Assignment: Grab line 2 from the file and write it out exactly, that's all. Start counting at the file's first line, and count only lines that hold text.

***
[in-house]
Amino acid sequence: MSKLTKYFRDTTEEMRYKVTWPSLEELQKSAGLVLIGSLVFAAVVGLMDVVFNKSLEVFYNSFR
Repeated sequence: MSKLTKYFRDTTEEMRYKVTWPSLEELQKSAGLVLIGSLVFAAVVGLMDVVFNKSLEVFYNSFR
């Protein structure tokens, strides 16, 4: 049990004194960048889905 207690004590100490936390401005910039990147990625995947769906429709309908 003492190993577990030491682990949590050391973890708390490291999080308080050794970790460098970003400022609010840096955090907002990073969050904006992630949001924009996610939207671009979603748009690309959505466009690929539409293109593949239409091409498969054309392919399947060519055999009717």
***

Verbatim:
Amino acid sequence: MSKLTKYFRDTTEEMRYKVTWPSLEELQKSAGLVLIGSLVFAAVVGLMDVVFNKSLEVFYNSFR